Russian missile strikes 300m away from nuclear plant, claims Ukraine, as rhetoric harshens

Ukrainian troops near Kharkiv. Credit: AP

Ukraine claim a Russian missile struck just three hundred meters away from a nuclear power plant, in what officials are denouncing as an act 'of nuclear terrorism.'

The strike follows hardline rhetoric from Russian President Vladimir Putin, who suggested his forces would 'step up' attacks on civilian infrastructure following a number of setbacks on the battlefield.

The crater left outside the plant. Credit: AP

CCTV footage released by Ukrainian authorities shows two large fireballs striking the earth just after midnight on Monday, allegedly near the Pivdennoukrainsk nuclear plant.

The plant is Ukraine’s second-largest after the Zaporizhzhia Nuclear Power Plant, which is Europe's largest nuclear power station and has repeatedly come under fire during the war.

An aerial view of the Pivdennoukrainsk nuclear plant. Credit: AP

Russian forces have occupied the area since the early days of Moscow's nearly seven-month invasion. Repeated shelling has cut off its transmission lines, forcing operators to shut down its six reactors to avoid a radiation disaster. Russia and Ukraine have traded blame for the strikes.

Strikes near the Pivdennoukrainsk plant coincide with a round of attacks across the country, with Ukraine's presidential office claiming that at least eight civilians were killed and 22 wounded on Monday.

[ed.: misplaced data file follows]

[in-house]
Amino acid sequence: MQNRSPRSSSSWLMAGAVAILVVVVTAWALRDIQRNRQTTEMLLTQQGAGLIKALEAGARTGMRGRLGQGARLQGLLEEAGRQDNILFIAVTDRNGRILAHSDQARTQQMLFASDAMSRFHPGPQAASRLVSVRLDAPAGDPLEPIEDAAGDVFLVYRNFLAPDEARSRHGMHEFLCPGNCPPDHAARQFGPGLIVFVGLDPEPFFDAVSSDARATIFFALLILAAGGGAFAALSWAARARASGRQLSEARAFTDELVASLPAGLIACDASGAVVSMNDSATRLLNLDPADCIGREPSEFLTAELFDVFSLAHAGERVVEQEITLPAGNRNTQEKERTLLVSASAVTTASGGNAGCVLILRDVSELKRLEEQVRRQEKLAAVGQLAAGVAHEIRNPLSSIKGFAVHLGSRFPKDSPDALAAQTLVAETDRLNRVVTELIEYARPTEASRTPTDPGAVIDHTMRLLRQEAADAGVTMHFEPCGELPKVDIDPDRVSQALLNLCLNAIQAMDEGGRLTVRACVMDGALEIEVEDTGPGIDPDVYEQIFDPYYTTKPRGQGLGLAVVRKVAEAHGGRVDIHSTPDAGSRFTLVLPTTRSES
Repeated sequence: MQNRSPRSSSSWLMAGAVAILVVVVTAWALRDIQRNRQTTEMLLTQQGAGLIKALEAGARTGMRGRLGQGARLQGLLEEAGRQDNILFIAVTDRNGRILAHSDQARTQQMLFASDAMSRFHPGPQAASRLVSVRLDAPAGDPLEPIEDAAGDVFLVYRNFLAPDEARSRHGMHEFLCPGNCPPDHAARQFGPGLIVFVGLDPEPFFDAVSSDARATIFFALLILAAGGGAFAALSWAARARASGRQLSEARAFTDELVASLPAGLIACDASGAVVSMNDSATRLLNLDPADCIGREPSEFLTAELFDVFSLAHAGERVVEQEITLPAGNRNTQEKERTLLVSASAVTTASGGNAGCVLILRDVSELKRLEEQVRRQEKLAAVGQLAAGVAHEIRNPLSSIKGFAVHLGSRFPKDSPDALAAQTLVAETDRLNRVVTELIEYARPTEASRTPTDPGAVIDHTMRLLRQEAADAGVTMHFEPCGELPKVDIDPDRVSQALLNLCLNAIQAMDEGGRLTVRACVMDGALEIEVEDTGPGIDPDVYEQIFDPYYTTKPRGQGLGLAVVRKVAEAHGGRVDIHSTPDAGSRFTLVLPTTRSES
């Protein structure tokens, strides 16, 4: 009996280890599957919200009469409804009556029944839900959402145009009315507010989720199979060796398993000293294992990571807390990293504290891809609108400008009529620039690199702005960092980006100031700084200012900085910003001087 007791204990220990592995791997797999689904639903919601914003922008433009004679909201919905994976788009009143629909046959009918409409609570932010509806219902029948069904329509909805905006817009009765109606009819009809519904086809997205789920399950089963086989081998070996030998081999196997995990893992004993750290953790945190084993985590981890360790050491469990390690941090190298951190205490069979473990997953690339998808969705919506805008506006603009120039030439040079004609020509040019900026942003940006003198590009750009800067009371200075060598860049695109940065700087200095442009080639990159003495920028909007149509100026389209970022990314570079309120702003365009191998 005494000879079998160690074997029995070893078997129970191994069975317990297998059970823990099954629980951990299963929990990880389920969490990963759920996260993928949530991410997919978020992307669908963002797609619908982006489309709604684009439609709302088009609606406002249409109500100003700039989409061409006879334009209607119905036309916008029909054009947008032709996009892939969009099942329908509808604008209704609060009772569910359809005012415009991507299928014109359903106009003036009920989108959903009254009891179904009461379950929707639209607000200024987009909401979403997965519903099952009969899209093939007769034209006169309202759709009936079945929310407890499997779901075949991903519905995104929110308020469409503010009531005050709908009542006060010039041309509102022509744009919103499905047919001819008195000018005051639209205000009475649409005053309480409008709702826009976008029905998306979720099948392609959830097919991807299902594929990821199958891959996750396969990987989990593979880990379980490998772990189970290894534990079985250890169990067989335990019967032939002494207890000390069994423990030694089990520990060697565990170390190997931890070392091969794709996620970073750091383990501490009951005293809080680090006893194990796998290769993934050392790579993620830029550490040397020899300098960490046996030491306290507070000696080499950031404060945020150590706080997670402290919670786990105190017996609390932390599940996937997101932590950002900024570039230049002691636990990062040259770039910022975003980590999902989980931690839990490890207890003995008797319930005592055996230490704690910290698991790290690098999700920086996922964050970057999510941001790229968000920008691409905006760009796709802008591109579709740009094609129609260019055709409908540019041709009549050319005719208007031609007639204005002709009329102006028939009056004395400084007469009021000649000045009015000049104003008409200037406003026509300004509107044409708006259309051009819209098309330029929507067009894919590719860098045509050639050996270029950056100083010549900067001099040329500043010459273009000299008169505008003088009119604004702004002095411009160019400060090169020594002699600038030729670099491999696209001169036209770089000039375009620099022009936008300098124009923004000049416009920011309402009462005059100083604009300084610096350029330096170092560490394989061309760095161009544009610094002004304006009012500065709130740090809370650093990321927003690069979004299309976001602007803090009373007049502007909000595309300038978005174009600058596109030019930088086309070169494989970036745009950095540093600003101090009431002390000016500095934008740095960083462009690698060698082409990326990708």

Russia denies Kharkiv war crimes

The alleged mass grave outside Izyum. Credit: AP

On Monday Russian authorities denied Ukrainian allegations of war crimes in areas previously under occupation.

Since Russian troops withdrew from the Kharkiv region. Ukraine has accused them of committing war crimes, including mass killings.

A large grave was uncovered in the village of Izyum, with reports of bodies being found with their hands tied behind their backs and others with signs of torture.

Speaking in Moscow on Monday, President Putin's advisor Dmitry Peskov said: "It's the same scenario as in Bucha, it's unfolding in accordance with the same scenario.

"It's a lie, and, of course, we will defend the truth in that."

After Russian soldiers left the town of Bucha outside Kyiv at the end of March, hundreds of civilian bodies were found, many with their hands tied. Russia has disputed it was responsible, or that killings took place at all.